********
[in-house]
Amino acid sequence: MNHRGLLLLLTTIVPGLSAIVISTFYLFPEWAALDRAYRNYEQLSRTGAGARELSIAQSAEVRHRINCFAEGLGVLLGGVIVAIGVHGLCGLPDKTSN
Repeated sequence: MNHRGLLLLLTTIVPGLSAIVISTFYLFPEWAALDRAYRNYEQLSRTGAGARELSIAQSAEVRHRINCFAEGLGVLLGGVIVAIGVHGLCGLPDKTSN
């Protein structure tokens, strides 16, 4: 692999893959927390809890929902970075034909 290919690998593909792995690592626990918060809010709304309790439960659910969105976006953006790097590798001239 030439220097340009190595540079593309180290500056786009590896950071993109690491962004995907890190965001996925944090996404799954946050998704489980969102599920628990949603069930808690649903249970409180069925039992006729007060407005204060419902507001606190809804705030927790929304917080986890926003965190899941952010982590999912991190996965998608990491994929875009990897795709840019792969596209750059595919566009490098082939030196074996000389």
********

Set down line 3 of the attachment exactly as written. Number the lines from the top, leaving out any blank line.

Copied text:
Repeated sequence: MNHRGLLLLLTTIVPGLSAIVISTFYLFPEWAALDRAYRNYEQLSRTGAGARELSIAQSAEVRHRINCFAEGLGVLLGGVIVAIGVHGLCGLPDKTSN